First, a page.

This is the summer of what Time magazine called, “The Transgender Tipping Point.”

I for one am relieved. When Caitlyn Jenner received her ESPY Arthur Ashe Courage Award and at the outset said — “Picking out this outfit — okay, girls, I get it! You got to get the shoes, the hair, the makeup, the whole process. It was exhausting. And next, the fashion police — please be kind on me. I’m new at this.” — it’s like Yaass Caitlyn! Sing it, sister!

Let me just say for the record that Cait looks amazing and is so well put together that I’m both in awe and also jealous. Picking out killer ensembles, rocking, and then walking around in heels, and staying coiffed with perfect makeup is totally overwhelming to me and something I’ve never quite been able to master.

But have always appreciated.

This sentiment is echoed by Jill Soloway, the brilliant creator of Transparent — which if you haven’t watched it yet, don’t walk; run (hopefully not in a pair of stilettos!) and binge on the 11-Emmy-Award-nominee immediately. In an interview with Elle, Soloway said, “How do you figure out what to wear every day? Do you go through feelings of, like, I don’t know how butch to dress, or how femme, or how ladylike, or how much makeup to wear, or how to be fancy?” read more

If you went to see the first Magic Mike, you know how torturous the whole experience was.

All that sitting through Matthew McConaughey’s (“Dallas”) hilarious, oily MC’ing, Channing Tatum’s Magic Mike, the stripper with a heart of gold, Joe Manganiello’s “Big Dick” Richie and his penis pump… all that bumping, grinding, greased up abs, screaming women, unlikely romance, guys in g-strings, etc., etc.

Ugh, so tedious.

So when Magic Mike XXL was released, I figured it was my duty to watch the movie for you as your Bitch’in Suburbia and also as a “straight” vagina totin’  American AND as a fag hag who can spot a good scene for her gay boyfriends a mile away.

In a nut-shell: the filmmakers (99% male) thought that injecting a lot more dialog to show us that men are just like women — sharing feelings, gabbing about probiotic fro-yo, yapping about waxing, and then waxing poetic about marriage — was going “big.” read more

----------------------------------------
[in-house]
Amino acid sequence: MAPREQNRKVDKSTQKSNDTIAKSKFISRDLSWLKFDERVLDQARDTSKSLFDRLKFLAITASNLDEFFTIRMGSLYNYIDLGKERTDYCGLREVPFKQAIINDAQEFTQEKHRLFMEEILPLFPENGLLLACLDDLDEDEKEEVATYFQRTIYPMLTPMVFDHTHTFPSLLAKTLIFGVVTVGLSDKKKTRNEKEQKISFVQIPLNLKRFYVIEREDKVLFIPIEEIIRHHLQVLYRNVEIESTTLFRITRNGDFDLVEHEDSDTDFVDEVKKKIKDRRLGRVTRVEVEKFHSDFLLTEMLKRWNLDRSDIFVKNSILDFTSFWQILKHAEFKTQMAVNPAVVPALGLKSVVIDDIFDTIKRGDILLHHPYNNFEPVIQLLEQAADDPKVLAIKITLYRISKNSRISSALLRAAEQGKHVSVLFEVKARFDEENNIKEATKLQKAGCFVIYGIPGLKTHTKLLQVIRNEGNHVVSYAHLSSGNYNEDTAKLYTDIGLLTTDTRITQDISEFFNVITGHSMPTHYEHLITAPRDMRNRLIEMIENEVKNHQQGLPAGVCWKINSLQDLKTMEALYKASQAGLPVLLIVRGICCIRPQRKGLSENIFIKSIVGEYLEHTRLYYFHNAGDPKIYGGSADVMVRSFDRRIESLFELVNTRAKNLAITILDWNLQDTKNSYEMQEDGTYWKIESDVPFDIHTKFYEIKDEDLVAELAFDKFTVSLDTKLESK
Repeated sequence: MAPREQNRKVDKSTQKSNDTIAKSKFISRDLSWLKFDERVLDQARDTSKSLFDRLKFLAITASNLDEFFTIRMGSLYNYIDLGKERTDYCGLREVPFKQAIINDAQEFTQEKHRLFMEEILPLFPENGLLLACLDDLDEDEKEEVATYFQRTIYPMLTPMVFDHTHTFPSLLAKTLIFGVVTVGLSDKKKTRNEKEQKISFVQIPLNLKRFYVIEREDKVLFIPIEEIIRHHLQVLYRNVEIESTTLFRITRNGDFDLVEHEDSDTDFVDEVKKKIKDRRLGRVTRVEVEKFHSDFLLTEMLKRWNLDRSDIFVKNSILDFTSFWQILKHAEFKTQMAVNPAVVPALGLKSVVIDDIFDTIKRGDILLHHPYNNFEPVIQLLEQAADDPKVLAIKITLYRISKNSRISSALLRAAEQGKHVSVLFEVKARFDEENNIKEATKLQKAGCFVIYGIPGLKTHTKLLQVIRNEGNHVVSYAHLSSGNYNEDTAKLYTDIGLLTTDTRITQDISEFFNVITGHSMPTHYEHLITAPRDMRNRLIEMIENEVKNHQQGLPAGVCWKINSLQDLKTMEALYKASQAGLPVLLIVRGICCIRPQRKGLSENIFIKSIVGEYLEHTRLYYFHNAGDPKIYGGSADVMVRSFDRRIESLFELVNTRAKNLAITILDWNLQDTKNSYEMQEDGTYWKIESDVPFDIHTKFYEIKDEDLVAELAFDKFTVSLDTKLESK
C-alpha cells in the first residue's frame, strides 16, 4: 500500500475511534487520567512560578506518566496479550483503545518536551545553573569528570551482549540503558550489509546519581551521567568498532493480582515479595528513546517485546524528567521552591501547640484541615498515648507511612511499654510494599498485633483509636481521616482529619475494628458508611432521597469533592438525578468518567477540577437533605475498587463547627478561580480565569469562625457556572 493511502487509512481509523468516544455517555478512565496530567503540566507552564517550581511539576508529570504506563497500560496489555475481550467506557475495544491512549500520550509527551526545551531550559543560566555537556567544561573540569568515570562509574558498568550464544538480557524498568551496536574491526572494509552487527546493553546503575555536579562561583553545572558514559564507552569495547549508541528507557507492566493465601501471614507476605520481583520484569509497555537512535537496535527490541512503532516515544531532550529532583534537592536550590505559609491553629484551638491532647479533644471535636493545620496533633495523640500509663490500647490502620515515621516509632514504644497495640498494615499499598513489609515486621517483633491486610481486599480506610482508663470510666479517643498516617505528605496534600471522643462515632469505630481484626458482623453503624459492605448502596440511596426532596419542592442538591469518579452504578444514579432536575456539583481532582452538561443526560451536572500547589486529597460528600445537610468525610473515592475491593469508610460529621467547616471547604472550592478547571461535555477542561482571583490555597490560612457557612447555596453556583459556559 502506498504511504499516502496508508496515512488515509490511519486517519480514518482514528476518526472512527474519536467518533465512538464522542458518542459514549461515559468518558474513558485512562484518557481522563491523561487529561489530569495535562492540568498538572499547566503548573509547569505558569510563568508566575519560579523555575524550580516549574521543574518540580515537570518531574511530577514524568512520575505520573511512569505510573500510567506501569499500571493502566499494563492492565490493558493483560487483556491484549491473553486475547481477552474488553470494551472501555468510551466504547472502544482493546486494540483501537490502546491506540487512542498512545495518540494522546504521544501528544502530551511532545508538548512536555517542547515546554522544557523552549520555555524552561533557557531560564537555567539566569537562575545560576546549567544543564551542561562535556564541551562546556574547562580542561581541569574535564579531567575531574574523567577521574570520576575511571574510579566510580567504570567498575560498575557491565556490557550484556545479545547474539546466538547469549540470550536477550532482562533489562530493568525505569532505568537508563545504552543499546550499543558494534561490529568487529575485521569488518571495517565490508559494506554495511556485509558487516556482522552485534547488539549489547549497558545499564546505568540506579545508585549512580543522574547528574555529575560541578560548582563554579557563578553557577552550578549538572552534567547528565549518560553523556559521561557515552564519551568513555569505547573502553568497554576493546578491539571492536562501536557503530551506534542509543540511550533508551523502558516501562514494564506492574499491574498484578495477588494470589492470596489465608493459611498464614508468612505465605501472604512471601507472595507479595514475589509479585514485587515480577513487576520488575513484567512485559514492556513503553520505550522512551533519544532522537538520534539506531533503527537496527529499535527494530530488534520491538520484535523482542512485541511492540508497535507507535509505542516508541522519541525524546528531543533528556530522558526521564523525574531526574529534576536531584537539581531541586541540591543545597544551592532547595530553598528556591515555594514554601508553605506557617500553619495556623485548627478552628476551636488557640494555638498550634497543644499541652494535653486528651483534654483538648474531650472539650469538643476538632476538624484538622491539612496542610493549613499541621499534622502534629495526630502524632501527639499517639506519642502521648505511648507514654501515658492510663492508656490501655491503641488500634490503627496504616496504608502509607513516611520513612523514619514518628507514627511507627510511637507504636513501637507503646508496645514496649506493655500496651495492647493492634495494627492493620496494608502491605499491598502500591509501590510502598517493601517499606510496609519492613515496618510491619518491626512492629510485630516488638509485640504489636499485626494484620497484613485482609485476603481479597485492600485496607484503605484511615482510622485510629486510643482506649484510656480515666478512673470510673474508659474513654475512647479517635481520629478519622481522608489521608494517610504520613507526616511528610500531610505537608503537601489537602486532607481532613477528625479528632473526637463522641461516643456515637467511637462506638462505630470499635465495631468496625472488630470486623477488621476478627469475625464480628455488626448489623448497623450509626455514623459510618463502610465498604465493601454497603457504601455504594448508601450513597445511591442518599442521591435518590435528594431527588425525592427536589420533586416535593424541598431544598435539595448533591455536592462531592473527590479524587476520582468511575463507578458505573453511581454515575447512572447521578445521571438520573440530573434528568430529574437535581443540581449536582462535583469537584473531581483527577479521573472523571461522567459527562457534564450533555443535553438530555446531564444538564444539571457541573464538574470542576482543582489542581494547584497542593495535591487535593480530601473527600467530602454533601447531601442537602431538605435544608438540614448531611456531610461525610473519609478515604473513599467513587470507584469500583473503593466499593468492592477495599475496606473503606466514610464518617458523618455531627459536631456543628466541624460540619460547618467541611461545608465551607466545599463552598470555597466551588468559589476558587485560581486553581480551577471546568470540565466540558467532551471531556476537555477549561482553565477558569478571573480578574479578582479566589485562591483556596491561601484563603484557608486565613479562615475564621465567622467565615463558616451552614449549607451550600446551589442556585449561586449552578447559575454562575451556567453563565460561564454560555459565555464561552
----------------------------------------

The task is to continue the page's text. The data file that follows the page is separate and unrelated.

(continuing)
This past week was a banner one in terms of pulling back the curtain of popular culture, and being able to truly see the driving forces behind a couple of gods — one Olympian (Bruce Jenner) and one rock (Kurt Cobain).

Well, at least get a closer look at how mere mortals can use their illusions to not just mask, but also fuel, pretty grand ambitions.

Bruce Jenner’s magic trick was convincing the whole world he was the epitome of manhood when he won Olympic gold for his Decathlon performance in 1976. For a while, he was even able to convince himself that the urge to express himself as a female that started from a very young age could be tamped down and ignored.

While his athletic career clearly wasn’t solely formed by a painful secret, it was, according to Bruce, the driving force that pushed him harder than anyone else and propelled him to become a world champion.

That he pretty much concealed such a gigantic revelation through 425 episodes of Keeping Up With the Kardashians — “The one true story in the family was the one I was hiding and nobody knew about it,” he told Diane Sawyer — was a feat perhaps even more spectacular than his earlier athletic achievements. read more

Remember The Breakfast Club?

Thirty years later, and the question remains: which high school trope were you — the princess? The athlete? The brain? The basket case? Or the criminal?

Better question: which high school trope are you still?

Sometimes when I am writing my blog, I troll Facebook looking for inspiration. What I love about social media is it shows me that no matter how disparate the groups of friends I am looking at — peeps from childhood, high school, camp, college, post-college, early mommy group, parenting buds, or “other” — we have so much in common.

And not just the urge to take and share pictures of frosty cocktails, our feet at the beach, our kids/pets/significant other (not in that order — pets usually come first =), cooking/baking gone good/bad, and/or inspirational/funny quotes.

The human experience has a lot of overlap, especially the emotional components. The exteriors may look different, but the interior impulses are all the same. We’re just looking for connection to soothe the rough spots and know that we’re not alone in our suffering. (#Buddha, #tbt) read more

Ever feel like you needed a parenting do-over?

I took my kids (14 and 15-years-old) to see the Will Ferrell/Kevin Hart movie, Get Hard, and even though it had an R rating, I figured, how bad could it be?

Answer: When you have to ask, how bad could it be?, employ the Sandler Rule of Abysmal One-Step-Beyond-Humor, and make an educated guess that you’re better off playing Cards Against Humanity with the kiddies instead.

If you haven’t seen the movie yet (and I wouldn’t recommend it), heres’ the premise: a wealthy Wall Street prick, James King (Will Ferrell), is convicted for fraud and sentenced to ten years in San Quentin; to help prepare himself for his time inside, he enlists the only black man he apparently knows — his car wash guy, Darnell Lewis (Kevin Hart) — whom James pompously states that “statistically speaking” he’s clearly been to prison and therefore can get him ready for his stint in the can. Trouble is, Darnell is no con, although he happily cons James to get $30,000 out of him to use as a down payment on a new house. read more